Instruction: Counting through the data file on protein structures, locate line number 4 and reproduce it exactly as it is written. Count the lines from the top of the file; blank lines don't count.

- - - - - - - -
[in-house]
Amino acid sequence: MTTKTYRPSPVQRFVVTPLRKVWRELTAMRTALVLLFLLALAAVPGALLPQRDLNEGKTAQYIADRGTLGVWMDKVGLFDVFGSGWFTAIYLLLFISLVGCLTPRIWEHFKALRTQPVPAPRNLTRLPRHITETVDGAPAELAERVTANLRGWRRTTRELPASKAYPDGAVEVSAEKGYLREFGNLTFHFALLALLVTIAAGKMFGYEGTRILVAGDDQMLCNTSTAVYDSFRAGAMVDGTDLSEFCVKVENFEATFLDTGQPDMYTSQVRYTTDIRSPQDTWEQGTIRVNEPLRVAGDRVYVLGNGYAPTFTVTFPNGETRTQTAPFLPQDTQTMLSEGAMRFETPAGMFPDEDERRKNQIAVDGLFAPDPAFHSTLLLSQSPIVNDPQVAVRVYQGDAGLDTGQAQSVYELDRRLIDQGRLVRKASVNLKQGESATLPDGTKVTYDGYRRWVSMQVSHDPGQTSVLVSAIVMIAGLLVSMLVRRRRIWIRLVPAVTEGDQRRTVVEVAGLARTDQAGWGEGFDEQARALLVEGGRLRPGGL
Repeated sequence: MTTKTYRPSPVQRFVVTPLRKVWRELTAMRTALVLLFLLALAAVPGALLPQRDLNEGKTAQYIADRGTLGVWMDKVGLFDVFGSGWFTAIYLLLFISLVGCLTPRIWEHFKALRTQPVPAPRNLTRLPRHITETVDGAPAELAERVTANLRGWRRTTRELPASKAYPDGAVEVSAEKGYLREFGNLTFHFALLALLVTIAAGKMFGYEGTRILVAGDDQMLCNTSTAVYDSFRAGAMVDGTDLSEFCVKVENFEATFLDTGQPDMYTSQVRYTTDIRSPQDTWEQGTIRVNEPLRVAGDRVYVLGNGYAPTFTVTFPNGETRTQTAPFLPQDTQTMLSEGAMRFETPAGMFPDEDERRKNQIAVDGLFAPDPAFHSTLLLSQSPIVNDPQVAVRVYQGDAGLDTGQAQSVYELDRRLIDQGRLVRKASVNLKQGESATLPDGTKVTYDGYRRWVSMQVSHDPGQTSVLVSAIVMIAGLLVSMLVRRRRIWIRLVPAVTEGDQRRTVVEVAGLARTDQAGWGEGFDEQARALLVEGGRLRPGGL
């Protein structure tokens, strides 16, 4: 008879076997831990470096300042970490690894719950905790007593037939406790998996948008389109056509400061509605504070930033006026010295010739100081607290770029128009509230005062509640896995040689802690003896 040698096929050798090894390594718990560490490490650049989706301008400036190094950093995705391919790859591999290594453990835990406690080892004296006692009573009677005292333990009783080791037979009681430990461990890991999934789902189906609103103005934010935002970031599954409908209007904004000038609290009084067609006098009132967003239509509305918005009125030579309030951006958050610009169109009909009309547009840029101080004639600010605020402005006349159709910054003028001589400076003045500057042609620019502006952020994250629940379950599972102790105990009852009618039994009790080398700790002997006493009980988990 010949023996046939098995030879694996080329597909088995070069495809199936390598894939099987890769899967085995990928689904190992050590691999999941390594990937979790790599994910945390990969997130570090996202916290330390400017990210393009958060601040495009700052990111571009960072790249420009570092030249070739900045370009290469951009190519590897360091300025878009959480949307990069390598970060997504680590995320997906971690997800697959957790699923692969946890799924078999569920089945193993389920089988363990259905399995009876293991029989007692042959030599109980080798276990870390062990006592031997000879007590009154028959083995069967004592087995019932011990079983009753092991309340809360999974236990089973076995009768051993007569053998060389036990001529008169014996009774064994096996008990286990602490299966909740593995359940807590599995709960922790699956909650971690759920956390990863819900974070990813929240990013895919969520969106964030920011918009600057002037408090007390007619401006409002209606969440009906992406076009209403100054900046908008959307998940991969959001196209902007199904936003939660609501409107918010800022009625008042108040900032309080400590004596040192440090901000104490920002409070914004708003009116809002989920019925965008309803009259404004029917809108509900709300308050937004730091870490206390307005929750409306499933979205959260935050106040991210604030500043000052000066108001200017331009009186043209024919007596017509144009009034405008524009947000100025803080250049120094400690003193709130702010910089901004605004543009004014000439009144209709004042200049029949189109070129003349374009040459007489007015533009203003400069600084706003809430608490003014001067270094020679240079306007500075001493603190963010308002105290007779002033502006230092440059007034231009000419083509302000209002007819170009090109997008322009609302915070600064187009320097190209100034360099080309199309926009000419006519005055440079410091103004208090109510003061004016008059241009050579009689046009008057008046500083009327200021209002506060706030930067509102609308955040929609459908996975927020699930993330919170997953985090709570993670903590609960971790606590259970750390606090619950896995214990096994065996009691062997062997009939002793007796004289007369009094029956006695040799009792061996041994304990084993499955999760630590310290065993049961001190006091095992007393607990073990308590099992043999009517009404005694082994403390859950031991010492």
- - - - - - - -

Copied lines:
């Protein structure tokens, strides 16, 4: 008879076997831990470096300042970490690894719950905790007593037939406790998996948008389109056509400061509605504070930033006026010295010739100081607290770029128009509230005062509640896995040689802690003896 040698096929050798090894390594718990560490490490650049989706301008400036190094950093995705391919790859591999290594453990835990406690080892004296006692009573009677005292333990009783080791037979009681430990461990890991999934789902189906609103103005934010935002970031599954409908209007904004000038609290009084067609006098009132967003239509509305918005009125030579309030951006958050610009169109009909009309547009840029101080004639600010605020402005006349159709910054003028001589400076003045500057042609620019502006952020994250629940379950599972102790105990009852009618039994009790080398700790002997006493009980988990 010949023996046939098995030879694996080329597909088995070069495809199936390598894939099987890769899967085995990928689904190992050590691999999941390594990937979790790599994910945390990969997130570090996202916290330390400017990210393009958060601040495009700052990111571009960072790249420009570092030249070739900045370009290469951009190519590897360091300025878009959480949307990069390598970060997504680590995320997906971690997800697959957790699923692969946890799924078999569920089945193993389920089988363990259905399995009876293991029989007692042959030599109980080798276990870390062990006592031997000879007590009154028959083995069967004592087995019932011990079983009753092991309340809360999974236990089973076995009768051993007569053998060389036990001529008169014996009774064994096996008990286990602490299966909740593995359940807590599995709960922790699956909650971690759920956390990863819900974070990813929240990013895919969520969106964030920011918009600057002037408090007390007619401006409002209606969440009906992406076009209403100054900046908008959307998940991969959001196209902007199904936003939660609501409107918010800022009625008042108040900032309080400590004596040192440090901000104490920002409070914004708003009116809002989920019925965008309803009259404004029917809108509900709300308050937004730091870490206390307005929750409306499933979205959260935050106040991210604030500043000052000066108001200017331009009186043209024919007596017509144009009034405008524009947000100025803080250049120094400690003193709130702010910089901004605004543009004014000439009144209709004042200049029949189109070129003349374009040459007489007015533009203003400069600084706003809430608490003014001067270094020679240079306007500075001493603190963010308002105290007779002033502006230092440059007034231009000419083509302000209002007819170009090109997008322009609302915070600064187009320097190209100034360099080309199309926009000419006519005055440079410091103004208090109510003061004016008059241009050579009689046009008057008046500083009327200021209002506060706030930067509102609308955040929609459908996975927020699930993330919170997953985090709570993670903590609960971790606590259970750390606090619950896995214990096994065996009691062997062997009939002793007796004289007369009094029956006695040799009792061996041994304990084993499955999760630590310290065993049961001190006091095992007393607990073990308590099992043999009517009404005694082994403390859950031991010492």